Passports for all horses? RCVS submits views to DEFRA

25 June 2003

untry. For that purpose it would seem sufficient to require a passport to be produced when a horse is presented for slaughter for human consumption. The UK is bound to implement the more elaborate solution laid down by Decision 2000/68, but the aim should nevertheless be to keep the response in proportion to the problem.

Turning to the draft order, Article 11 would prohibit a veterinary surgeon from administering the relevant medicines to a horse in the absence of the passport. A horse could thus be denied the right treatment for lack of a piece of paper. This point was made in the debate in the House of Lords on 2 June, and Lord Whitty is recorded as having said:

"It is necessary to have some understanding with the veterinary organisations as to how they would deal with a horse that did not have that disclaimer. It is not impossible to see that there will be options available to vets in those circumstances rather than simply refusing to use the medicines."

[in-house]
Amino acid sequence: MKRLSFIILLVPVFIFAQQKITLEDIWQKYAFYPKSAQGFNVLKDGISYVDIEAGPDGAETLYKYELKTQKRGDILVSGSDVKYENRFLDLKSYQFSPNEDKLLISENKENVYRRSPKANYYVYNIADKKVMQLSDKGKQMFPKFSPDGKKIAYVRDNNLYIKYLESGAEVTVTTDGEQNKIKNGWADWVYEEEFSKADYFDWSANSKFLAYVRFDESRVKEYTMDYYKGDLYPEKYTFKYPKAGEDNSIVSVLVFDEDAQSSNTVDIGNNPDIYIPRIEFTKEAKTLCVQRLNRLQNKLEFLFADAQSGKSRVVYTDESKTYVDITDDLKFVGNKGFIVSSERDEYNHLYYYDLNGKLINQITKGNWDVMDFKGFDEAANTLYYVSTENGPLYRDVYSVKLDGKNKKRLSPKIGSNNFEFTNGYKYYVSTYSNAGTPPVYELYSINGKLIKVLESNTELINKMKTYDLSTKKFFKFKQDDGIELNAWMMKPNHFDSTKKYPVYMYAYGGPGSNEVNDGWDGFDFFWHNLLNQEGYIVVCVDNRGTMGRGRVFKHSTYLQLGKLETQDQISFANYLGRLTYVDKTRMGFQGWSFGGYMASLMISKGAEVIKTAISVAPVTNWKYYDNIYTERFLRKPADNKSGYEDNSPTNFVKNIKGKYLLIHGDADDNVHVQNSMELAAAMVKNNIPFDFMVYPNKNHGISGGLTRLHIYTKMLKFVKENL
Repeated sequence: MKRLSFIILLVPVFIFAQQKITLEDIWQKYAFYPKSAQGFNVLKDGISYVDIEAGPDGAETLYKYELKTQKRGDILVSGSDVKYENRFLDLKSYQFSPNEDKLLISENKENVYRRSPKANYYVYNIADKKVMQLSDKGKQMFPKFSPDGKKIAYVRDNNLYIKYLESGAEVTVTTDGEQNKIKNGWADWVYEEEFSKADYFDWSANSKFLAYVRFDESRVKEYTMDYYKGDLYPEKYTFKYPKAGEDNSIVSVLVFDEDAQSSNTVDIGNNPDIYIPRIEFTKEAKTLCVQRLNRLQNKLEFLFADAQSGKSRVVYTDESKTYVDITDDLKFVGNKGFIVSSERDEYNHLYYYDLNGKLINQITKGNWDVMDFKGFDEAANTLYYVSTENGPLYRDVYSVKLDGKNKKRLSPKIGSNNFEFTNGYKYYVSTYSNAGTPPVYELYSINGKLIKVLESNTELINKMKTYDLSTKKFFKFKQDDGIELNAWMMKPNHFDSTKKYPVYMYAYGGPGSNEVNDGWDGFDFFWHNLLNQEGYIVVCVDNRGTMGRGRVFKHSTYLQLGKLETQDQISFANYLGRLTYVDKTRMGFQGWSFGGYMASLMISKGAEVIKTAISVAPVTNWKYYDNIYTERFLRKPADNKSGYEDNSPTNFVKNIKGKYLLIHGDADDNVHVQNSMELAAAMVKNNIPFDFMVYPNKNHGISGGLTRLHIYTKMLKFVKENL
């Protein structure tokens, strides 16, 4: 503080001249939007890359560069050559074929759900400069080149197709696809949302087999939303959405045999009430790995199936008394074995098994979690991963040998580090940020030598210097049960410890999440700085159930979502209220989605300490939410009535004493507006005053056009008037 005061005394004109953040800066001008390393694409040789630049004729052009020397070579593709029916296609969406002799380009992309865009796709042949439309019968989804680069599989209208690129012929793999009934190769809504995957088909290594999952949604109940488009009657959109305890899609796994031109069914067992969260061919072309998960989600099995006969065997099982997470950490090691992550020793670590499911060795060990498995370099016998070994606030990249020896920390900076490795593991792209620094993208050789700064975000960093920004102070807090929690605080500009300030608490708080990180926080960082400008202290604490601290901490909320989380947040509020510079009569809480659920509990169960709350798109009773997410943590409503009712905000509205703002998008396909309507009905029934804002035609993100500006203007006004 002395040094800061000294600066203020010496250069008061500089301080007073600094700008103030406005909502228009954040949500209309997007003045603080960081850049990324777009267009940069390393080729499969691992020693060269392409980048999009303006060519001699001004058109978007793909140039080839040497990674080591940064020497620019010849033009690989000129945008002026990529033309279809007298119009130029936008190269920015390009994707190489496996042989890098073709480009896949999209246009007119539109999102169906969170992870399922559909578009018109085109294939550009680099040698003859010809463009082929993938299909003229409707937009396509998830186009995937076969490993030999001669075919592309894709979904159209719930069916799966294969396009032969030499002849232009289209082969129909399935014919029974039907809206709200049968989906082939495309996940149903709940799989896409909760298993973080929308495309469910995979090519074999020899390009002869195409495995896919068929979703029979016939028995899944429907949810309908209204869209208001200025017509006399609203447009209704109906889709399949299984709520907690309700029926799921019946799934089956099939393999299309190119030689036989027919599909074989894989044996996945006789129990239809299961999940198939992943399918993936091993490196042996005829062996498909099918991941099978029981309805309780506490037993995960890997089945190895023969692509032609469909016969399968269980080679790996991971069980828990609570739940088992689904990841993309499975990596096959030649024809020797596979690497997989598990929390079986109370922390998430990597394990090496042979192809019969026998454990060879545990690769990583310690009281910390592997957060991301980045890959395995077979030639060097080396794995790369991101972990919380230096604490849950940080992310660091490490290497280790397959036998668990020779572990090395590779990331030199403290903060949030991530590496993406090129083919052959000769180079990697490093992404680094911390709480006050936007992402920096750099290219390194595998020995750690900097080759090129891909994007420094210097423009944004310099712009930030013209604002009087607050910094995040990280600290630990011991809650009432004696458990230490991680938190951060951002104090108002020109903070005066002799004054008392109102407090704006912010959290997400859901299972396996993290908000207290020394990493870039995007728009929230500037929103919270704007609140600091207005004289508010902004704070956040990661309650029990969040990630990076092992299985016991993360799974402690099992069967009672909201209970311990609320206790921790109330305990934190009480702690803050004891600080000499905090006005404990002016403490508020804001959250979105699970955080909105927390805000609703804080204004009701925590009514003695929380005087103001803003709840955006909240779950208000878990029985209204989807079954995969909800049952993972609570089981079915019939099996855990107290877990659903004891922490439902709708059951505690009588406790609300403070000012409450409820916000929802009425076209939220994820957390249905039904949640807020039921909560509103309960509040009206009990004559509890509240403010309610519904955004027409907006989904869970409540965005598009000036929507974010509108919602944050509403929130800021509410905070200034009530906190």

If Lord Whitty was correctly reported, we would be interested to know what he had in mind. It is to be hoped there is no suggestion that veterinary surgeons should turn a blind eye to the law. As the body responsible for overseeing the professional conduct of veterinary surgeons RCVS would be concerned if they were to be placed in the position of choosing between applying the law and giving proper care to their patients.

The drafting of article 11 is also deficient in two respects. First, it refers only to the administration of medicines by veterinary surgeons. The administration of medicines by other persons would need to be covered too. Second, the article refers to "drugs listed in Annexe IV of Council Regulation 2377/90/EEC". That annex does not in fact deal with "drugs" (or, to use preferable terminology, medicines) but with components of medicines, and it does not list them. Instead the Directive provides for the establishment of a list of pharmacologically active substances for which no maximum levels can be fixed. On a practical point, veterinary surgeons would need to know where to find the list.

The Royal College invites the Department to reconsider the proposal that all horses should be registered and to refrain from pursuing the order pending clarification of how veterinary surgeons would be meant to apply it. We would welcome a meeting with you to discuss in detail the part that veterinary surgeons would be expected to play.

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